What programming language would I need to know to write a text generator?

I’m looking to cut down on the time spent editing and rewriting responses to inquiries sent to us by e-mail and I thought a text-generator application might be just the thing. Something along the lines of the “Tom Clancy Plot Generator” (Seen here.) where I could have an entry field for dates, an entry field for price point, number of adults, number of children, number of rooms, that kind of thing. (I work in a hotel and a lot of our orders are done per e-mail as we have many regular guests)

ETA: This would optimally just be a small application I could run from the desktop, not website based.

You could do this in any number of languages…

(the list continues on and on and on)

Anyway, I personally think VB.NET is one of the easier languages to learn.

Thanks for the reply! :slight_smile:

How long a time (do you think) it would time to learn sufficient parts of the language to write the program? I’m asking because I’m considering calling in a few favours and get one of my smarter friends to do this for me :p)

Just because you used the word ‘text’ when describing this app you might want to consider PERL or PHP. And also, if you also happen to already know some HTML, writing this as a web based app will simply implementing the interface.

I’m passable in HTML - I.e. I’ve written a few basic home pages in notepad a decade or so ago :stuck_out_tongue: - but haven’t the faintest idea of where to begin with PHP or PERL. With your last sentence, do you mean I could just write the application in HTML/PHP/PERL and save it as a online document accessed locally? (Like the files you get when you “save” a page from a browser) So it would open in the browser and work independently of being connected to the net?

I ask because the management doesn’t want gratuitous internet traffic on the workstation and it’d be nice if I could at all avoid it.

I think the only way to do it in a total browser-based environment without having to install anything (perl, PHP, etc) or turning on IIS (if you have a Windows machine) is to use Javascript.

Look up help with Javascript and forms. It’s pretty simple. You can very easily set up a form, fill in the form, click a button and have it output some formatted text with the values of your form fields.

And it would all be contained in one HTML page.

This looks like the way to go - I’ll look up some Javascript tutorials and try to get some help from a webmaster buddy of mine when I get off work.

Thanks for the suggestions, everyone! :slight_smile:

(Though if anyone remember some examples they’ve seen that could easily be modified instead of writing the thing from scratch, or even a specific tutorial dealing with this kind of thing, I’d be much obliged.)

Yeah, that’s how it would work. I use PHP all the time for little tools and widgets that require text diddling and/or some type of field driven user interface. But as ZipperJJ points out, PHP will have to have been installed on your machine.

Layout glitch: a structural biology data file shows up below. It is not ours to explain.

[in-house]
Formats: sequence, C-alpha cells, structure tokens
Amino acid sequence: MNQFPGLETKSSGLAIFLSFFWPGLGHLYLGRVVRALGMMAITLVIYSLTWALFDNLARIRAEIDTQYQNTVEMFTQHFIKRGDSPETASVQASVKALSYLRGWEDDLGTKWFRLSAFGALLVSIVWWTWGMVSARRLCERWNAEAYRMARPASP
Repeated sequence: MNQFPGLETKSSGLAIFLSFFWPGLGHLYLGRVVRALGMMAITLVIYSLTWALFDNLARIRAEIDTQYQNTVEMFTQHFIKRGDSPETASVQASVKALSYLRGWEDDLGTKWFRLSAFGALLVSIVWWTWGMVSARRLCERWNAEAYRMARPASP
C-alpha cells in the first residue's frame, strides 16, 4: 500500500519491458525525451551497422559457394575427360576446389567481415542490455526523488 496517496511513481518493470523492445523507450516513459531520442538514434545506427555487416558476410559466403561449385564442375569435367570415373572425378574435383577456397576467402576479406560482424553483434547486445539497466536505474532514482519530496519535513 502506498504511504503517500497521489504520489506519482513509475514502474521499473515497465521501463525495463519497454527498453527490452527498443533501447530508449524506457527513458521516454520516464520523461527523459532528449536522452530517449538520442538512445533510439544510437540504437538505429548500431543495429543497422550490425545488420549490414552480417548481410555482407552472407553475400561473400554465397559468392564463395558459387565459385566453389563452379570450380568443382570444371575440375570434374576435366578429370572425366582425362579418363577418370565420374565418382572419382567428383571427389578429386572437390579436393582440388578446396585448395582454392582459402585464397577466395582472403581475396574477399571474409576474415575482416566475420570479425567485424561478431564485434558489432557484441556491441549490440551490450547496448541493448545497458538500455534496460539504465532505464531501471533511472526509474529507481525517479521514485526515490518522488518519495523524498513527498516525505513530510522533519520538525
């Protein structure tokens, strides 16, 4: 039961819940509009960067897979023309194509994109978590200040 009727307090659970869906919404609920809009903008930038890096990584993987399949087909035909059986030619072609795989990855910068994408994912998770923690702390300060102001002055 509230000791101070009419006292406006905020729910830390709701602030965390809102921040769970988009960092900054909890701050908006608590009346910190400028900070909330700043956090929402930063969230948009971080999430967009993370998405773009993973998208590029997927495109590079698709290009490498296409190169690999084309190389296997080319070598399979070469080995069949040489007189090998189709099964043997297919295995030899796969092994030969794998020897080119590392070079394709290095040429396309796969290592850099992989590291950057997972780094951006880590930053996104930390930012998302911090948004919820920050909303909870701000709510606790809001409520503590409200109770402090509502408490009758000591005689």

Depending on how you want this to work, the simplest thing might be using Mail Merge in Word. Set up your template with merge fields, then you could use a spreadsheet for the variables, or create a form with VBA.

I was going to try to find you an example by googling “javascript mad libs” but everything I found was an actual game, not a script source. I didn’t click through to any of the games but I bet that would be a good starting point. Javascript is completely transparent and you can gank any code you can find.

I bet you could do this easily in Excel. Just type the number of rooms, etc. you want in fields and then use the concatenate function in Excel to get it all done. All without having to learn any other languages. However, Excel may impose limitations on the number of cells you can concatenate, etc so I don’t know if it’s feasible, but it would be really easy to try and find out.

I second the Word Mail Merge idea. The time you spend fighting with Word and the source data to get it to work will be slightly less than the time you spend learning Perl and writing the app.

Ideally a flexible language generating app would be written in Common LISP or PROLOG, but that may involve more pain than the OP really wants :wink:


I was going to suggest LISP or SNOBOL, but then I just figured I was old. :wink:

So old you still capitalise Lisp :stuck_out_tongue:

A true masochist would do this in Haskell.

Nahh - that would be hand-compiled machine code… :smiley:

There are worse languages than machine code. Brainf*ck, for example.

But I was only semi-joking with LISP and PROLOG - LISP is a List handler, and is ideal for processing or assembling textual output. PROLOG is a logical declarative language, designed for assembling and inferring the appropriate output based on the input conditions.

The fact that they are non-trivial languages to learn (and you can really break LISP code by missing one of the many parenthesis required) and the defined task is also fairly trivial mean that in reality, no one would use either of them even though they are an appropriate solution.


You and me both. Either one would be my GOTO choice for something like this, since it’s what they were designed for. Some variation of C? Not so much.